Just received “Dr Feelgood -All Through The City (with Wilko 1974-77)” and it looks a pretty promising collection.
The first four official albums (with Sneakin’ Suspicion on digital for the first time I suspect), with an additional CD of rare and (for once genuinely) unreleased tracks, from early demos, duets with the late great Mick Green of The Pirates and studio outtakes, excellent valus for money even without the DVD of live performances.
First up on the DVD however is the proustian moment for me, the first time I ever clapped eyes on this lot, on a peculiar show aired up north called The Geordie Scene. Featuring one live band a Jimmy Savile wannabee and a bunch of gyrating teens (look at the tank-tops, marvel at the massive collars, be amazed at the flares) – a bit like Top of the Pops meets Later with Jools. At the time, music on tv was Whistle test with Bob Harris (nice man – sure) having lengthy interviews with Terry Reid or live sessions with proggers like PFM. For a callow youth with a woolies electric guitar these things were alien and unattainable. The Feelgoods blew onto the scene with a refreshing stripped down dynamism and attitude that had me hooked – and that guitarist! How did he do all that? I’d read about them in MM and NME, but to witness them via the cathode ray tube was a different matter. Life changed then, with an “I could do that” moment (not that I ever have been able to – but it seemed more likely than owning mellotrons and minimoogs).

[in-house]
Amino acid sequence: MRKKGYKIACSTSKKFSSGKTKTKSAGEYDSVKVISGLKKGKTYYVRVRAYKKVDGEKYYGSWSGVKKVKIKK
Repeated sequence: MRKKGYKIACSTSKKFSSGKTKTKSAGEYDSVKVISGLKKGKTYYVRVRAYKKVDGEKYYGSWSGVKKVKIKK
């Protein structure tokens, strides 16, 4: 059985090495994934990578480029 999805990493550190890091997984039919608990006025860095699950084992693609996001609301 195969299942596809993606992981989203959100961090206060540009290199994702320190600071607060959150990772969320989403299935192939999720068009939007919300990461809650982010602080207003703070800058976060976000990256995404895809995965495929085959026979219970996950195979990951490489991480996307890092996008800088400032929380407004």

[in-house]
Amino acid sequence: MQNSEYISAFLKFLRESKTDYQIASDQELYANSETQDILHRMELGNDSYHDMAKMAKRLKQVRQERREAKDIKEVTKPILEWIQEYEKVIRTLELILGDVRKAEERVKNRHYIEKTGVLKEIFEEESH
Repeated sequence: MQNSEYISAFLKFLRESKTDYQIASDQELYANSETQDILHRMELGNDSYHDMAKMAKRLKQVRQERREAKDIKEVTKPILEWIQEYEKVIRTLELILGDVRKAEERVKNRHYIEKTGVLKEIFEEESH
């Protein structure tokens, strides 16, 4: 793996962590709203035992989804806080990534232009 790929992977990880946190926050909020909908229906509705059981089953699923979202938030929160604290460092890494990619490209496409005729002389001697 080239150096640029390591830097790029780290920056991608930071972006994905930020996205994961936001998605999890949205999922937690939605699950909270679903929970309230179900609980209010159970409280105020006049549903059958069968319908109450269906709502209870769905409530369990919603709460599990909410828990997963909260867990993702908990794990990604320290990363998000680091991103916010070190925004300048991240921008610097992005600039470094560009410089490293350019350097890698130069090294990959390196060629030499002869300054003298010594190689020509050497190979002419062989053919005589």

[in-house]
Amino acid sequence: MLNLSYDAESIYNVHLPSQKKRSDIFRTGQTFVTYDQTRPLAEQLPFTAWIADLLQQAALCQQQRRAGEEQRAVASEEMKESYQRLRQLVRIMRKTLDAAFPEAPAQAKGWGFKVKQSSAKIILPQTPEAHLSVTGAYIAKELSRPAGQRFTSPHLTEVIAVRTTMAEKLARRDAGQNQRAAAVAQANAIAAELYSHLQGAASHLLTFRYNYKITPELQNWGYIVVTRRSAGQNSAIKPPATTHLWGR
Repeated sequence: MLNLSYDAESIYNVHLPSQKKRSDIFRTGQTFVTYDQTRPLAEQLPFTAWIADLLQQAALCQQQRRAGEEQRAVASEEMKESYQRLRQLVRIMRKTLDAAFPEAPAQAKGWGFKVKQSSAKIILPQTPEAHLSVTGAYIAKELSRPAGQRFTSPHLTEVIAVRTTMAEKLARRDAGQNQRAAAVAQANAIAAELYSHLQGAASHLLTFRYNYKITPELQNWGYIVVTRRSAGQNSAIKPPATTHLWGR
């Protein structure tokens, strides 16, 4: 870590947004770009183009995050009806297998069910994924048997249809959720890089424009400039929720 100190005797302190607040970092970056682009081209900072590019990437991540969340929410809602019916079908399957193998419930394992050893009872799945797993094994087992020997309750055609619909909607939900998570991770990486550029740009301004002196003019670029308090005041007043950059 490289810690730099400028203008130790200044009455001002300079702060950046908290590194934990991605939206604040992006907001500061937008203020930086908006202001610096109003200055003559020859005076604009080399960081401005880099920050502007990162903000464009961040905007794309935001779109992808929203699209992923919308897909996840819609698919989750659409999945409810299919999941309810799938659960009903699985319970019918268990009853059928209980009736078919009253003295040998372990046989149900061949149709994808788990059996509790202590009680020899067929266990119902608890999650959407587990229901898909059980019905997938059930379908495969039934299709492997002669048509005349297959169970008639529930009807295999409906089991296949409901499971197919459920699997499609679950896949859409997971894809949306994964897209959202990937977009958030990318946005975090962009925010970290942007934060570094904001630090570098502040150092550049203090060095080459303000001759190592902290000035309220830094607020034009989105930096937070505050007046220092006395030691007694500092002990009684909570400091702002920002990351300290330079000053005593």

Well many years down the line, the show makes the Feelgoods look normal, and it’s the audience that look weird! But hey, look at Wilko’s wired barely controlled frenzy! And even more compelling, Lee Brilleaux’s man-on-the-edge of-psychosis look and attitude.
The footage on the DVD is better quality!
Now all we need is the footage from the same show of Chilli WIlli and the Red Hot Peppers! (and even Jack The Lad!).